Introduction to Blog

I launched the website and the Blog after having spoken to government officials, political analysts and security experts specializing in South Asian affairs from three continents. The feedback was uniformly consistent. The bottom line is that when Kashmiris are suffering and the world has its own set of priorities, we need to find ways to help each other. We must be realistic, go beyond polemics and demagoguery, and propose innovative ideas that will bring peace, justice and prosperity in all of Jammu and Kashmir.

The author had two reasons to create this blog. First, it was to address the question that was being asked repeatedly, especially, by journalists and other observers in the U.S., U.K., and Canada, inquiring whether the Kashmiri society was concerned about social, cultural and environmental challenges in the valley given that only political upheaval and violence were reported or highlighted by media.

Second, the author has covered the entire spectrum of societal issues and challenges facing Kashmiri people over an 8-year period with the exception of politics given that politics gets all the exposure at the expense of REAL CHALLENGES that will likely result in irreversible degradation in the quality of life and the standard of living for future generations of Kashmiris to come.

The author stopped adding additional material to the Blog once it was felt that most, if not all, concerns, challenges and issues facing the Kashmiri society are cataloged in the Blog. There are over 1900 entries in the Blog and most commentaries include short biographical sketches of authors to bring readers close to the essence of Kashmir. Unfortunately, the 8-year assessment also indicates that neither Kashmiri civil society, nor intellectuals or political leadership have any inclination or enthusiasm in pursuing issues that do not coincide with their vested political agendas. What it means for the future of Kashmiri children and their children is unfathomable. But the evidence is all laid out.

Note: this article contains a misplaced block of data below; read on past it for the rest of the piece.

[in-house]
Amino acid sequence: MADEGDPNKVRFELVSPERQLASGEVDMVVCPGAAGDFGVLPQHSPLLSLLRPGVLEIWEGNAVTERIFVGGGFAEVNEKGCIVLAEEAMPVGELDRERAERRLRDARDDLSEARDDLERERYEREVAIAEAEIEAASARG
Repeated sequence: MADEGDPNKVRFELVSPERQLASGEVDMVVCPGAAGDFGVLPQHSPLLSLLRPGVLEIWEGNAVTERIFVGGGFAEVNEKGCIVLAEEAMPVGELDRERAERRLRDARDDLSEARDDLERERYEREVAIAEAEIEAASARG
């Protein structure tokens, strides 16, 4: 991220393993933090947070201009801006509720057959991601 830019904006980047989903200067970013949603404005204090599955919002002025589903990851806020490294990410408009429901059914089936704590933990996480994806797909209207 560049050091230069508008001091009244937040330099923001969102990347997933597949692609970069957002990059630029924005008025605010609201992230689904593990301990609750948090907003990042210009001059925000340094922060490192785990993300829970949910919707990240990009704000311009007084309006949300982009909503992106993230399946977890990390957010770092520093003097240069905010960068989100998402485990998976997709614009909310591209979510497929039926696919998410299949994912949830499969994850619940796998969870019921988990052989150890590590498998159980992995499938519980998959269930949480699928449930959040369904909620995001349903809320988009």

This Blog is a reality check on Kashmir. It is a historical record of how Kashmir lost its way.

Vijay Sazawal, Ph.D.

Saturday, September 5, 2009

Smart Ads

Monisa suggests a change for the better

(Ms. Monisa Qadri was born and raised in Srinagar. She has been a Mallinson Girl and studied bio-chemistry at the Women's College, Srinagar. She has studied mass communications and journalism from Kashmir University, and subsequently worked in the Corporate Communications and Public Relations Department of the J&K Bank. She currently teaches at the School of Journalism, Islamia University of Science and Technology, Awantipora. Monisa writes as a freelancer.)

‘It’s a visual torture’

It is believed ‘smart people advertise their offerings’, I simply think, ‘smart people do it smartly’. It seems, may be, we still have a long, long way to go before we can do things that way. Hopefully enough, we get there soon with fingers crossed! Rather toes too!!

Kashmir has a peculiar style of doing ads. And when it means electronically, either there will be music and music and some ir-‘relevant’ clips and distressfully mis-pronounced dialogues, especially those in Urdu or English, that lead to some all time creatively done lexicon-blunders. One such ‘dramatically out-of-place’ gimmick just doesn’t seem to go to sleep now. ‘Yaar chalo cable car…’ goes the Gondola song, which plays on local TV and radio channels quite often these days. Often is too less a frequency, for the intensity of the ache that it causes to the grey matter is way too much. Not just sleep, it deserves to be killed for ever.

Every time you graze through the channels, it will be on -for sure. This is a promotional video produced by the J&K State Cable Car Corporation. Filled with all those things, which they thought would make it speedy and fast and with quite enough of music, the video shows ‘their’ perspective about Gondola- that is hopeless. This ‘promotional stuff’ is promoting what- Gondola? It does anything, of course it publicizes the singer and the model. The name is enough- GONDOLA.